Ferrari debuted the 365 GTC/4 model at the Geneva Motor Show in
March, 1971. Although the car sports two small rear "seats", it
wasn't designed as a replacement for the longer 4-seat 365 GT2+2,
instead it was Ferrari's newest civilized and practical 2-seat
coupe, similar to the previous 330 GTC and 365 GTC models. Keeping
with Ferrari's engine-centric naming scheme of the time, the 365
referenced the displacement (in cubic centimeters) of a single
cylinder while the GTC meant it was a Grand Touring (road) car in
Coupe (2 door hardtop) configuration and the 4 bragged of the newer
4 camshaft cylinder heads.
Mechanically, the 365 GTC/4 is closely related to the 365 GTB/4
"Daytona" but it presented its own innovations, including power
assisted steering, a large trunk, and side draft carburetors which
allow a lower hood line. As Road and Track said in its July 1972
review of the car: "In all, a graceful, clean and understated
design with subtleties one discovers only by looking it over
carefully. One might say this model is a Ferrari for the mature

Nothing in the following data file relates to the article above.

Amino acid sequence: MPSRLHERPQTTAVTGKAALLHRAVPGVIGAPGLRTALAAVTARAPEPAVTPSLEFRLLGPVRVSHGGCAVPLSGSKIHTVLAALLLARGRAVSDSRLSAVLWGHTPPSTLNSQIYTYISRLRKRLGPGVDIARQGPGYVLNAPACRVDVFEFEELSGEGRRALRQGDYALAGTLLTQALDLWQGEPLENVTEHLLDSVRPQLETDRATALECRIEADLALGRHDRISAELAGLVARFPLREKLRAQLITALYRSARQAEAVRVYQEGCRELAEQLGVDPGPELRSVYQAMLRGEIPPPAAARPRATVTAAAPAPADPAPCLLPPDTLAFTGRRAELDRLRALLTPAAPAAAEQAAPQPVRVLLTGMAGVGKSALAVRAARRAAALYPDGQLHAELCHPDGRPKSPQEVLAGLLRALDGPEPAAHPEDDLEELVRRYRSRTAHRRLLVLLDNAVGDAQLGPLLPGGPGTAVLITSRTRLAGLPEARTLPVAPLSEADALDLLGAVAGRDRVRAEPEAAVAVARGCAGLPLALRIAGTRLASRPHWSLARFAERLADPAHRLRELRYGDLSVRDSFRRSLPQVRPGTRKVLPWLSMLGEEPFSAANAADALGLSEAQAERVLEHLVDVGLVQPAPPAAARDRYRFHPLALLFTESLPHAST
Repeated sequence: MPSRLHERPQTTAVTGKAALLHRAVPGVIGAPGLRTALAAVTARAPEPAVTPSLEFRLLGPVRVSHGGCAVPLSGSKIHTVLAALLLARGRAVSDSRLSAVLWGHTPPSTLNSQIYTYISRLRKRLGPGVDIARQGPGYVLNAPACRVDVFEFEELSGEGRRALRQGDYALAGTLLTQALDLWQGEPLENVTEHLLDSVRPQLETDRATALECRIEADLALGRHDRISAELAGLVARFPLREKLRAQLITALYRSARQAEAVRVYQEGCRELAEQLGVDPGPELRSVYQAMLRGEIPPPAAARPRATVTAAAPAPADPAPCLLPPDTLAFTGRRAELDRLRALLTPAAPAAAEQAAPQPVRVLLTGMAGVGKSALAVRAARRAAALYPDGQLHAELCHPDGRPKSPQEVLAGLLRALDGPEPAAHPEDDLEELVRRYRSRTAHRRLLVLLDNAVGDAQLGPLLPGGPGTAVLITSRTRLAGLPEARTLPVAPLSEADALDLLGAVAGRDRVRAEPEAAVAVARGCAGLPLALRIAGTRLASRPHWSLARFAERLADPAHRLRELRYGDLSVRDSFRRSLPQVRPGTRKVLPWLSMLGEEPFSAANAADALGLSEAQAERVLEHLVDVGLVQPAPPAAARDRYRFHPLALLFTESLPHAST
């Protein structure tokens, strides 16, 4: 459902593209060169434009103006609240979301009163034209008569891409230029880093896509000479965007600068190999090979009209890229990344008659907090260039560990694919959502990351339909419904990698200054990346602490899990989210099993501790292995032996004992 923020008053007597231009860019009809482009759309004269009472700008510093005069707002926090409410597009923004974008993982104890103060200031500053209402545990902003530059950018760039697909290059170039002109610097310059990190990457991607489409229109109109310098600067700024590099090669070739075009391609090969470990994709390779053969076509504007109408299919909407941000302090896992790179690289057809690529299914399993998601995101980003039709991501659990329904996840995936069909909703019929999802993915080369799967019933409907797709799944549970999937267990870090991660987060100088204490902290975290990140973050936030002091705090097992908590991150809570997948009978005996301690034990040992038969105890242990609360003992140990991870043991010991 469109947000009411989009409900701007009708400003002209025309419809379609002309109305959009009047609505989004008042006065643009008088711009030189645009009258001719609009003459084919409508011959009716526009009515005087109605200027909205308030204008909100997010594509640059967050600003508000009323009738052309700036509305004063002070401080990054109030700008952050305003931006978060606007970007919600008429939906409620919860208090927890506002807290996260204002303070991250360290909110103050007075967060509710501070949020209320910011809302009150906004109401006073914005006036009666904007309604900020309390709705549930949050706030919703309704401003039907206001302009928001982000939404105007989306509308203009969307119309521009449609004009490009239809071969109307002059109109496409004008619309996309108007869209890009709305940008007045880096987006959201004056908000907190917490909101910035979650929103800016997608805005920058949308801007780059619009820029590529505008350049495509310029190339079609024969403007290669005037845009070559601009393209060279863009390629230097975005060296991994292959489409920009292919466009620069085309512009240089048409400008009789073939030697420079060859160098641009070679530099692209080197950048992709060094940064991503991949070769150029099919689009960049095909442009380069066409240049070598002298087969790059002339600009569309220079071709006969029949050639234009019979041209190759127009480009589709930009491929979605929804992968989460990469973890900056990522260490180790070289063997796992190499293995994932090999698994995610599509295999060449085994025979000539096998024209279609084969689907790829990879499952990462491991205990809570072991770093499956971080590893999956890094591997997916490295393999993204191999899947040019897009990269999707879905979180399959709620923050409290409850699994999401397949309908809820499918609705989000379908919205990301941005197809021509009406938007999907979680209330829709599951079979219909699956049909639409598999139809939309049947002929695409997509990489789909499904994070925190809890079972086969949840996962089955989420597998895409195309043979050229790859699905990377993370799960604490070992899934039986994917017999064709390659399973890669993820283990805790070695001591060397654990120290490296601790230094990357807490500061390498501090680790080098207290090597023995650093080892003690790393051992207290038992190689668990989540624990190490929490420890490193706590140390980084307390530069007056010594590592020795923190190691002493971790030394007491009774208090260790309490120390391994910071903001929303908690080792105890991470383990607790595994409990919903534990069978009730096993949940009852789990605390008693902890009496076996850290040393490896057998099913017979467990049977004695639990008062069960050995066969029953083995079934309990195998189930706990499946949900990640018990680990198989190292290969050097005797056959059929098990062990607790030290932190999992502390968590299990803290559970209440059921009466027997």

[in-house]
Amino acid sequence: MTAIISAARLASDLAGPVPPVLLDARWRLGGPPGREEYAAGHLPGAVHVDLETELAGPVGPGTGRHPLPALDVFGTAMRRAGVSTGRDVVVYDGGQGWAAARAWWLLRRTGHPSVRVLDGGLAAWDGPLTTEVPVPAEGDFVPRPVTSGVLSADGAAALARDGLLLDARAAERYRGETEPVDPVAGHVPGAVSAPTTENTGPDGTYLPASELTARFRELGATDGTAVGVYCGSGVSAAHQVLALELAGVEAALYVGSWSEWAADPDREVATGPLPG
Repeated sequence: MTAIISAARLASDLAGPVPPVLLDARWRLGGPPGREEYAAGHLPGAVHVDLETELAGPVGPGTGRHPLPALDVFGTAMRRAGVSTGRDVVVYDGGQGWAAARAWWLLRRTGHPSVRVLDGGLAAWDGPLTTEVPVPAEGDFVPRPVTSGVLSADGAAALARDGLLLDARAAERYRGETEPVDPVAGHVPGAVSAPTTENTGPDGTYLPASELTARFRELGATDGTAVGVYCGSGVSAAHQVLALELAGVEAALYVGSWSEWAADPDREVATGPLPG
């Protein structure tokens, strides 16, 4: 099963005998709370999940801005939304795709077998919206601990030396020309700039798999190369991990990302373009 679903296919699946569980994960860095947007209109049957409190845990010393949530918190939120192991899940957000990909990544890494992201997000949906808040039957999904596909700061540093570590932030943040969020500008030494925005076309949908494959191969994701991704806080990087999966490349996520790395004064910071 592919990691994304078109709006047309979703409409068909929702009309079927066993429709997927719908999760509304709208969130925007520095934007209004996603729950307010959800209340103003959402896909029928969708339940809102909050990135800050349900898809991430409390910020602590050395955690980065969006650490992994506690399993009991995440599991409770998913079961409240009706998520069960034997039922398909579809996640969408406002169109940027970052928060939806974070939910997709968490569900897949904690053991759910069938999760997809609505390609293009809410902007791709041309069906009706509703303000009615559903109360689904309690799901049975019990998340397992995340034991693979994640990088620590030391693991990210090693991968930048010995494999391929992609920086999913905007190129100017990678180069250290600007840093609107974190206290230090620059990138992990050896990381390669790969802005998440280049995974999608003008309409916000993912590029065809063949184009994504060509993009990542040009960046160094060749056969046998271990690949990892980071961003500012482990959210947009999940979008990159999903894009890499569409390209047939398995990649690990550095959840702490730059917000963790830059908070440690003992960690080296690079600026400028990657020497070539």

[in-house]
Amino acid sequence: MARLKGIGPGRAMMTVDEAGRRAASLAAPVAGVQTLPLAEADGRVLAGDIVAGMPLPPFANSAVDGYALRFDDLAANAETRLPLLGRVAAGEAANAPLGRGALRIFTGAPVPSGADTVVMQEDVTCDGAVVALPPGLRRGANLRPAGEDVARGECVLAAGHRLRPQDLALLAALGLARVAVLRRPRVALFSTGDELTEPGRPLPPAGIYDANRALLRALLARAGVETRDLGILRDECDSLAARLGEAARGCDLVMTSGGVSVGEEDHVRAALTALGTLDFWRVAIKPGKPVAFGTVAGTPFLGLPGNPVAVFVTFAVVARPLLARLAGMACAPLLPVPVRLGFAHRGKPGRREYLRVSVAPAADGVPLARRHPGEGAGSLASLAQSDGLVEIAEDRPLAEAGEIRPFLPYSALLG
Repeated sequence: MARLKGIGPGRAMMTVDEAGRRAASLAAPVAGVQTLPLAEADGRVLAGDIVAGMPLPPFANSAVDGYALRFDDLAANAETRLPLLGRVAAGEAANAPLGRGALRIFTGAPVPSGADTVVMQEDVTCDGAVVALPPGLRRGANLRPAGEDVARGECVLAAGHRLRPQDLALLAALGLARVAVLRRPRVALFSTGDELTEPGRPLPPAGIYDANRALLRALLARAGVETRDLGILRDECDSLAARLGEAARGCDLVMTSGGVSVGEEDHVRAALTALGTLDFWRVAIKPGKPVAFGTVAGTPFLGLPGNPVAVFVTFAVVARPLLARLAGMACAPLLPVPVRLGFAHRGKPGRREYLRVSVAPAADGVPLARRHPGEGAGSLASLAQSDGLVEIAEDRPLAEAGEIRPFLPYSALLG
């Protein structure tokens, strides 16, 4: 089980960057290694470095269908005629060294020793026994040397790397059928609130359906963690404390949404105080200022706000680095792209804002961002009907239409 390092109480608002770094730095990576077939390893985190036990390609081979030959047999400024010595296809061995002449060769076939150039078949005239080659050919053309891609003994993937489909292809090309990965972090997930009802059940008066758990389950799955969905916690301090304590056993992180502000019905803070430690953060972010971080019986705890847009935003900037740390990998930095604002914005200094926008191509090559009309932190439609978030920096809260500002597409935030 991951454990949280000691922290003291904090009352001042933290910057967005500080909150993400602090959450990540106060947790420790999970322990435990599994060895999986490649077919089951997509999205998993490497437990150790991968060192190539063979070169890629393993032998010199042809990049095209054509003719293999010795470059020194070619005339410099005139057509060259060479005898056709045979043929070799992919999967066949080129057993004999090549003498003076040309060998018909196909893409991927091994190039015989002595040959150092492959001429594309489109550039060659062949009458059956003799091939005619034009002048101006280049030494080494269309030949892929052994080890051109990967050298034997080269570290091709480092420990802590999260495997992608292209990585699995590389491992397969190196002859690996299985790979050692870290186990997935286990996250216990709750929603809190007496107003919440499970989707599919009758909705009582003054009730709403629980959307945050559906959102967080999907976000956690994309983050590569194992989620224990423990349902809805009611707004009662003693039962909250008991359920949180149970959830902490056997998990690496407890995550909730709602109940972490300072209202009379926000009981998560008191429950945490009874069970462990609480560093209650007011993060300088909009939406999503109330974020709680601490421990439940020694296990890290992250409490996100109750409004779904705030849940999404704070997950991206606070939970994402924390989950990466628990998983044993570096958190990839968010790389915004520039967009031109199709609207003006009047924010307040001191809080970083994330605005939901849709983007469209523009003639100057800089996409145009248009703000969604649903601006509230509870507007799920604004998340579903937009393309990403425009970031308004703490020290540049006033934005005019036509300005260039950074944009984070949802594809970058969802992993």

enthusiast." Or, Winston Goodfellow was quoted in the Forza 365
GTC/4 Buyer's Guide as saying: "The styling is so elegantly low-key
that the model is often overlooked."
Production started in late 1971 and ran for 500 units through the
beginning of 1973 on the same assembly line as the 365 GTB/4 and
parallel to the line producing the 246 GT Dino. Excluding the
prototype (s/n 13741), GTC/4 serial numbers range from 14277 to
16349. As with all Enzo-era Ferrari road cars, the serial numbers
end in an odd integer and Daytona and Dino models of the era also
fall within that range. 3,761 Dinos were produced from 1969-1974,
along with 1,406 Daytonas, making the GTC/4 three times as rare and
only half the price of a Daytona today. (In 1972 the GTC/4 was
$3,000 more expensive than the GTB/4).
1972 Ferrari 365
Location:Costa Mesa, California
Exterior Color:Black Non-Metallic
Interior Color:Tan Leather
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